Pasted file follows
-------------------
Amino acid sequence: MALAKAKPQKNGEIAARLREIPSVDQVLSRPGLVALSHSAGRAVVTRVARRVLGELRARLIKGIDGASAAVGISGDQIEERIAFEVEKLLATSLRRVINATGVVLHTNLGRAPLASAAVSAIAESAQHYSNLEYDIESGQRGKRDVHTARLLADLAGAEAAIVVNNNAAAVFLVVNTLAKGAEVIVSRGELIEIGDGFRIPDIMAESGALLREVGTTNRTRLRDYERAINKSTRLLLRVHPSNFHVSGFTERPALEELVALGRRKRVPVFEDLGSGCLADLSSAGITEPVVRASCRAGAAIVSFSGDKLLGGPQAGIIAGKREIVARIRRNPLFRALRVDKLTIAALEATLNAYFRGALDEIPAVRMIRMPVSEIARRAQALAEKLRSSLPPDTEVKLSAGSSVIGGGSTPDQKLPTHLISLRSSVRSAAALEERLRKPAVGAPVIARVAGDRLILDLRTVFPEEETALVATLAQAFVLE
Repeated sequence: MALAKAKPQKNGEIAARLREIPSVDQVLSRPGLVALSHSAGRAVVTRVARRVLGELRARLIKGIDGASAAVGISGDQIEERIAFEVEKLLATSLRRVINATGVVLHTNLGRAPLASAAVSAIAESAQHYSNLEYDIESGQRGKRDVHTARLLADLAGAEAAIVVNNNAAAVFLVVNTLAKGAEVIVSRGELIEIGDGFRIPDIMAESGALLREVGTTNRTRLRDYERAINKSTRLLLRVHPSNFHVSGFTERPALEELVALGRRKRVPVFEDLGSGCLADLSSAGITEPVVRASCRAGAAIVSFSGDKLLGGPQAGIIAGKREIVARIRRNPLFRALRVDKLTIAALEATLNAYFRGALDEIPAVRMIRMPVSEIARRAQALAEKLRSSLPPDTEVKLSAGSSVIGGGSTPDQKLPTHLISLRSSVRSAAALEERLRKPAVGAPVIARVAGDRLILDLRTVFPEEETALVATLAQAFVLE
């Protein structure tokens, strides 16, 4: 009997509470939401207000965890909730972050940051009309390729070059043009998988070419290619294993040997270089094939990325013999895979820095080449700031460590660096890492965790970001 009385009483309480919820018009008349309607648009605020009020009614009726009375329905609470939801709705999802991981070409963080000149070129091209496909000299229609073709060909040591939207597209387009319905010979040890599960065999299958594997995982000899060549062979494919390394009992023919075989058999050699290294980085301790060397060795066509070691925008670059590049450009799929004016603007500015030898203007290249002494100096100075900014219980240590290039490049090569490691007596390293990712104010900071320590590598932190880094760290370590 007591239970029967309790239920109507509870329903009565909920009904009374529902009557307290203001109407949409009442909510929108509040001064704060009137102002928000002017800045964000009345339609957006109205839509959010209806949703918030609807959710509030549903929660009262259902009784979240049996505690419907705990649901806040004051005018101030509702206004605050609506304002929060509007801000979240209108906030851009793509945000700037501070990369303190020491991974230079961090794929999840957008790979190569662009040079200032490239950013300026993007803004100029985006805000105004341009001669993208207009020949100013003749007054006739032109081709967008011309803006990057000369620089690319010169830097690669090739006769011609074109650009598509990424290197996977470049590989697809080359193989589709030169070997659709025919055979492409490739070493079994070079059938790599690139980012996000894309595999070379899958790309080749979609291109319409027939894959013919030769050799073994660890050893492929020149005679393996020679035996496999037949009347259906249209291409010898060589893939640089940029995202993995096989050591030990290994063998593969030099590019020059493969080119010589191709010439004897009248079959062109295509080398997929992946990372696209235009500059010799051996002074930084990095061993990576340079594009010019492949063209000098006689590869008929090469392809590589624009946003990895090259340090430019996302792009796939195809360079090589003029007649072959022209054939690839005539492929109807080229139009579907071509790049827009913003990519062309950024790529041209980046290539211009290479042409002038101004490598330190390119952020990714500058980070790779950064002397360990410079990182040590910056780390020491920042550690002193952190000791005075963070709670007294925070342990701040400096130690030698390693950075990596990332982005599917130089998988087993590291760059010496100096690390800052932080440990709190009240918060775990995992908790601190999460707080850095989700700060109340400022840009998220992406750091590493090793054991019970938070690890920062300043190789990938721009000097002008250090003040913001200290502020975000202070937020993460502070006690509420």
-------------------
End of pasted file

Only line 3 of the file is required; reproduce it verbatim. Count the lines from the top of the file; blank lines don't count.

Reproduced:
């Protein structure tokens, strides 16, 4: 009997509470939401207000965890909730972050940051009309390729070059043009998988070419290619294993040997270089094939990325013999895979820095080449700031460590660096890492965790970001 009385009483309480919820018009008349309607648009605020009020009614009726009375329905609470939801709705999802991981070409963080000149070129091209496909000299229609073709060909040591939207597209387009319905010979040890599960065999299958594997995982000899060549062979494919390394009992023919075989058999050699290294980085301790060397060795066509070691925008670059590049450009799929004016603007500015030898203007290249002494100096100075900014219980240590290039490049090569490691007596390293990712104010900071320590590598932190880094760290370590 007591239970029967309790239920109507509870329903009565909920009904009374529902009557307290203001109407949409009442909510929108509040001064704060009137102002928000002017800045964000009345339609957006109205839509959010209806949703918030609807959710509030549903929660009262259902009784979240049996505690419907705990649901806040004051005018101030509702206004605050609506304002929060509007801000979240209108906030851009793509945000700037501070990369303190020491991974230079961090794929999840957008790979190569662009040079200032490239950013300026993007803004100029985006805000105004341009001669993208207009020949100013003749007054006739032109081709967008011309803006990057000369620089690319010169830097690669090739006769011609074109650009598509990424290197996977470049590989697809080359193989589709030169070997659709025919055979492409490739070493079994070079059938790599690139980012996000894309595999070379899958790309080749979609291109319409027939894959013919030769050799073994660890050893492929020149005679393996020679035996496999037949009347259906249209291409010898060589893939640089940029995202993995096989050591030990290994063998593969030099590019020059493969080119010589191709010439004897009248079959062109295509080398997929992946990372696209235009500059010799051996002074930084990095061993990576340079594009010019492949063209000098006689590869008929090469392809590589624009946003990895090259340090430019996302792009796939195809360079090589003029007649072959022209054939690839005539492929109807080229139009579907071509790049827009913003990519062309950024790529041209980046290539211009290479042409002038101004490598330190390119952020990714500058980070790779950064002397360990410079990182040590910056780390020491920042550690002193952190000791005075963070709670007294925070342990701040400096130690030698390693950075990596990332982005599917130089998988087993590291760059010496100096690390800052932080440990709190009240918060775990995992908790601190999460707080850095989700700060109340400022840009998220992406750091590493090793054991019970938070690890920062300043190789990938721009000097002008250090003040913001200290502020975000202070937020993460502070006690509420």